The Alabama Hospital Association makes a big push for Medicaid expansion, saying the state's hospitals are in the worst financial shape they've ever been in and more rural hospitals are at risk of closing.
“If the hospital closes, you’ve just lost access for everyone in the community, not just the Medicaid patients,” warned Dr. Don Williamson, President of the Alabama Hospital Association.
Alabama is one of 14 states that has not expanded Medicaid and there's never been serious consideration to do so.
That changes this year, according to Sen. Jabo Waggoner (R- Vestavia Hills).
“We’ve got to find a way to keep these rural hospitals open and Medicaid is probably the answer to it,” Waggoner told ABC 33/40. “So I think we’re going to take a lot closer look at the Medicaid issue this year, expansion Medicaid, than in times past.”
Senator Waggoner says the chance for Medicaid expansion is stronger right now than any year before.
"I think the legislature has got to look out with a very serious eye this fiscal year, or this legislative season," said Waggoner.
Twelve hospitals in Alabama have closed since 2011. Six of those were rural.
“There’s lot of rural hospitals that live off of Medicaid, and if we don’t do something about the Medicaid issue this fiscal year, this legislative year, you’re going to see small rural hospitals closing and I’m not sure that’s what we want to do,” said Waggoner.
Lakeland Community Hospital in Haleyville was so cash strapped in 2017, it almost closed. People like George Kruto were scared.
“Boy, to not have a place where you can go in an emergency can be scary and frightening, especially to people in fragile condition,” Kruto told us in 2017.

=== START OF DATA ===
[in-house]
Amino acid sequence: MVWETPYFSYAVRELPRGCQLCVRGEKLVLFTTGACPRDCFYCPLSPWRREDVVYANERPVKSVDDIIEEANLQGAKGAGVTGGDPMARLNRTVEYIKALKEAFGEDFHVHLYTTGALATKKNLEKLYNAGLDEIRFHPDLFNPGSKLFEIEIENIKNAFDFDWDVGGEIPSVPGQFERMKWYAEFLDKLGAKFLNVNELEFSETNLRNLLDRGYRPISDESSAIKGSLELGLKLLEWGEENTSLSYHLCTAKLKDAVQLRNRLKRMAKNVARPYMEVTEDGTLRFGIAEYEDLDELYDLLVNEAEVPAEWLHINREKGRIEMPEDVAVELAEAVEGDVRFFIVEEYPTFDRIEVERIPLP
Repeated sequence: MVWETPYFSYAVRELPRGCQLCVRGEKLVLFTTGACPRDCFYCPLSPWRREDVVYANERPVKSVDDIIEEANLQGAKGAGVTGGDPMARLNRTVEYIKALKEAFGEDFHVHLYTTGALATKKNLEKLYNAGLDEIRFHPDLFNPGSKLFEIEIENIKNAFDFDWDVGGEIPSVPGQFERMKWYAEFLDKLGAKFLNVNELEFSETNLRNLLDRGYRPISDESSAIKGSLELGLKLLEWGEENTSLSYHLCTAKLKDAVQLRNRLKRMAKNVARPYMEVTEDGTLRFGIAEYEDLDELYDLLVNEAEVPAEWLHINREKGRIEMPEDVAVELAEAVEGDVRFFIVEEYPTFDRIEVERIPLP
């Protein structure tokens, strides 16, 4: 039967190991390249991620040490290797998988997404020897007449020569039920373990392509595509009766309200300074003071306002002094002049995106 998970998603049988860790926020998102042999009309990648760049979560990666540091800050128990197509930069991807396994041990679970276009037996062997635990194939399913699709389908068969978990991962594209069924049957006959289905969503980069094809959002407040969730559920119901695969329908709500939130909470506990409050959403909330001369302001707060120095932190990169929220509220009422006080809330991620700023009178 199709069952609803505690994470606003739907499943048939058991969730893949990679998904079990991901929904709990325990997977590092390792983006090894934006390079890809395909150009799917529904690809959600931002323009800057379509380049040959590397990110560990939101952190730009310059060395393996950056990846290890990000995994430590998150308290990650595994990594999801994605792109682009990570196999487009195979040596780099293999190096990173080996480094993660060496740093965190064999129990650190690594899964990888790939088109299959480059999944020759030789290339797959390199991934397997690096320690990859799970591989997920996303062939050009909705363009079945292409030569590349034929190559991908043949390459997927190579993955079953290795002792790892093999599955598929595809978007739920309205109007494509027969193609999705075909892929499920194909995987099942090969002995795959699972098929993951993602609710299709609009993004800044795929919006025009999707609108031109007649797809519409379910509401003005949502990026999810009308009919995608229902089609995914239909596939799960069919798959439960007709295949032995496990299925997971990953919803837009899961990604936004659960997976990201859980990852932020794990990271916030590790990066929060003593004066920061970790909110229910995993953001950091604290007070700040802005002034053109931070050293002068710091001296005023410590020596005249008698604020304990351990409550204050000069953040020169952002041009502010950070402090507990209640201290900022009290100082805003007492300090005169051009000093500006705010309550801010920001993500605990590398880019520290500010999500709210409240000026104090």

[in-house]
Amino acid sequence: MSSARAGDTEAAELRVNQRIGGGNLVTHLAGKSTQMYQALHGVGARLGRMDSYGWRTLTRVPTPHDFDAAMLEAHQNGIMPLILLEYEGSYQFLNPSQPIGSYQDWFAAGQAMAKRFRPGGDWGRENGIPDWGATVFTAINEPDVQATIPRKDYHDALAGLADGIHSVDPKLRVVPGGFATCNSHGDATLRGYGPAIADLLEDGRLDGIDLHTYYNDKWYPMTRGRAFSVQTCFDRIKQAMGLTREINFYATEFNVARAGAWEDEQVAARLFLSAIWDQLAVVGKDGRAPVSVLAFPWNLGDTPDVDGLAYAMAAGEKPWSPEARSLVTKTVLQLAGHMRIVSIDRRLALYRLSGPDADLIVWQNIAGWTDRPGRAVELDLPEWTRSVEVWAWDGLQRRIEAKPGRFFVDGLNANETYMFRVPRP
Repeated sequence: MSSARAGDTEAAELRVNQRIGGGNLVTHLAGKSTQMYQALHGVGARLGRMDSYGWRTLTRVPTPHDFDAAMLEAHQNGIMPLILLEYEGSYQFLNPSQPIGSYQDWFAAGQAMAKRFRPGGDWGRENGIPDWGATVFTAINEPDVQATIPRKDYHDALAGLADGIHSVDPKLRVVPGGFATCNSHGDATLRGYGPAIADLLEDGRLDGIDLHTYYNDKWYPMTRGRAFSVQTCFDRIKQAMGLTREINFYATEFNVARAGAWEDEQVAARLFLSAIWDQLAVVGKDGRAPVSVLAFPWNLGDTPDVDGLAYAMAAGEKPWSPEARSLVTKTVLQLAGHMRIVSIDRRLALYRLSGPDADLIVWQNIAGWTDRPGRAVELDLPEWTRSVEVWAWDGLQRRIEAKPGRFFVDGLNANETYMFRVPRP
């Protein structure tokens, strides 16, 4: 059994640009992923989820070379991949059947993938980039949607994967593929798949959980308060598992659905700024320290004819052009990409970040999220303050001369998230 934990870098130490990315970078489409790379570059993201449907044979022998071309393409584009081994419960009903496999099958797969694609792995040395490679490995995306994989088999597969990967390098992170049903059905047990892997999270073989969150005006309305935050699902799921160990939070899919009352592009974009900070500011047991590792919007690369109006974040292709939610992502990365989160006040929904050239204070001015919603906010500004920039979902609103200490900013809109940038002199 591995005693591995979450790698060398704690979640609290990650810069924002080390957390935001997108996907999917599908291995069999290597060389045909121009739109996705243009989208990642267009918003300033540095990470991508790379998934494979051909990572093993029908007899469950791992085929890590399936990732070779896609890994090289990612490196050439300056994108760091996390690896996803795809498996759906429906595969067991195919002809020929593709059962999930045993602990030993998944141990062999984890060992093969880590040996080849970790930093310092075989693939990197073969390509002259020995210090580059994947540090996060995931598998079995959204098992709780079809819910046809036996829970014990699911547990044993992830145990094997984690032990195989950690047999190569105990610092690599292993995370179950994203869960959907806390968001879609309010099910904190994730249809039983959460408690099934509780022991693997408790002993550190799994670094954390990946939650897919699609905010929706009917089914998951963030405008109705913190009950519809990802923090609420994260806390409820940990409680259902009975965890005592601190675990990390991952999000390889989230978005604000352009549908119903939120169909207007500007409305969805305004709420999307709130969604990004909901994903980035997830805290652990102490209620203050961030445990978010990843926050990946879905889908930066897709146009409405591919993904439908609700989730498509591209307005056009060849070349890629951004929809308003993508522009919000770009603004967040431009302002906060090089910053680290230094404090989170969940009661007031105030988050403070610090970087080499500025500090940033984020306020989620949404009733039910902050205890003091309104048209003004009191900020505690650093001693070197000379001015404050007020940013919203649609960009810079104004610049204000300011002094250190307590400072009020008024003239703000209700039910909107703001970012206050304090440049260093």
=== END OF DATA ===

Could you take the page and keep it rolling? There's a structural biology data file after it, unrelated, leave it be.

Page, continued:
The Haleyville community saved its hospital with public money.
Dr. Williamson is president of the Alabama Hospital Association. He says other rural hospitals may not be so fortunate.
He says half of Alabama's hospitals are operating in the red.
“What you can absolutely know is, you can only lose money for a finite amount of time until you go broke,” Williamson said. “So in the absence of Medicaid expansion, some of our hospitals that are struggling will probably close, I would say in the next year without Medicaid expansion.”
Williamson stood with hospital leaders from across the state Friday, announcing plans to fight for expansion of Medicaid.
“I say the likelihood is a lot stronger today than it has been the last two, three, four years,” said Waggoner. “I think we’ll take a lot closer look at that issue today than recent history. It’s all about dollars and cents. Can we find it? That’s the big question.”
Most money for expansion would come from the federal government, but Alabama would have to pay the state's match.
Williamson estimates Alabama's cost to be $168 million the first year and around $25 million annually after that.
Williamson argues the economic impact would be worth the investment from Alabama.
“You’re actually added $2B in direct dollars (to Alabama),” he said. “You’re adding another billion in economic activity, so you’re adding $3B to the Alabama economy in one year for $23 million dollars.”
In a statement, Governor Kay Ivey did not endorse, or rule out expansion.
"Before any decisions are made regarding additional services or adding people into the Medicaid program, we must weigh what is most beneficial for the people of Alabama and for the state as a whole. Adequate funding must be ensured to continue providing our current level of services,” Ivey said.